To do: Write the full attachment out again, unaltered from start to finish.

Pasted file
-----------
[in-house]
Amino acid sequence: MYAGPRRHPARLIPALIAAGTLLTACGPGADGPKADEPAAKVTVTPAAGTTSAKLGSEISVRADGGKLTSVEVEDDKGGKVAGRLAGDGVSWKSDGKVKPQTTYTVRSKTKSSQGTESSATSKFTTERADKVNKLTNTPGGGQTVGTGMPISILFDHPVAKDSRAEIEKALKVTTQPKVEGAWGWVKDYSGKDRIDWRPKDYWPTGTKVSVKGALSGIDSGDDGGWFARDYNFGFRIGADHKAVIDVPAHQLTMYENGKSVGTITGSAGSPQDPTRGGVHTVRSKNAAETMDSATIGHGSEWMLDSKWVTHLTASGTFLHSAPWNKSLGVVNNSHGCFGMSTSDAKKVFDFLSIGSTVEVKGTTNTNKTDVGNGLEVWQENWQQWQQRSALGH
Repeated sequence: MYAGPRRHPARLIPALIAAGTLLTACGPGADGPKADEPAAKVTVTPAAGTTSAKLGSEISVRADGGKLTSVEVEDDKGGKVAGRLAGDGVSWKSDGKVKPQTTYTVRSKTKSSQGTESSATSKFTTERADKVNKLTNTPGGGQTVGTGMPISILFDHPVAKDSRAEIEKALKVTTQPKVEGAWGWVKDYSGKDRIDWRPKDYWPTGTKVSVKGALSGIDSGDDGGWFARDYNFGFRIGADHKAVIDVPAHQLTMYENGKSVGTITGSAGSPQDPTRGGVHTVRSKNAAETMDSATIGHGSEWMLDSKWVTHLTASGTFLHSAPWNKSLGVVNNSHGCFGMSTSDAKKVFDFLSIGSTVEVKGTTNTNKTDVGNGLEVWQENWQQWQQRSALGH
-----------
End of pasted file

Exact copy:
[in-house]
Amino acid sequence: MYAGPRRHPARLIPALIAAGTLLTACGPGADGPKADEPAAKVTVTPAAGTTSAKLGSEISVRADGGKLTSVEVEDDKGGKVAGRLAGDGVSWKSDGKVKPQTTYTVRSKTKSSQGTESSATSKFTTERADKVNKLTNTPGGGQTVGTGMPISILFDHPVAKDSRAEIEKALKVTTQPKVEGAWGWVKDYSGKDRIDWRPKDYWPTGTKVSVKGALSGIDSGDDGGWFARDYNFGFRIGADHKAVIDVPAHQLTMYENGKSVGTITGSAGSPQDPTRGGVHTVRSKNAAETMDSATIGHGSEWMLDSKWVTHLTASGTFLHSAPWNKSLGVVNNSHGCFGMSTSDAKKVFDFLSIGSTVEVKGTTNTNKTDVGNGLEVWQENWQQWQQRSALGH
Repeated sequence: MYAGPRRHPARLIPALIAAGTLLTACGPGADGPKADEPAAKVTVTPAAGTTSAKLGSEISVRADGGKLTSVEVEDDKGGKVAGRLAGDGVSWKSDGKVKPQTTYTVRSKTKSSQGTESSATSKFTTERADKVNKLTNTPGGGQTVGTGMPISILFDHPVAKDSRAEIEKALKVTTQPKVEGAWGWVKDYSGKDRIDWRPKDYWPTGTKVSVKGALSGIDSGDDGGWFARDYNFGFRIGADHKAVIDVPAHQLTMYENGKSVGTITGSAGSPQDPTRGGVHTVRSKNAAETMDSATIGHGSEWMLDSKWVTHLTASGTFLHSAPWNKSLGVVNNSHGCFGMSTSDAKKVFDFLSIGSTVEVKGTTNTNKTDVGNGLEVWQENWQQWQQRSALGH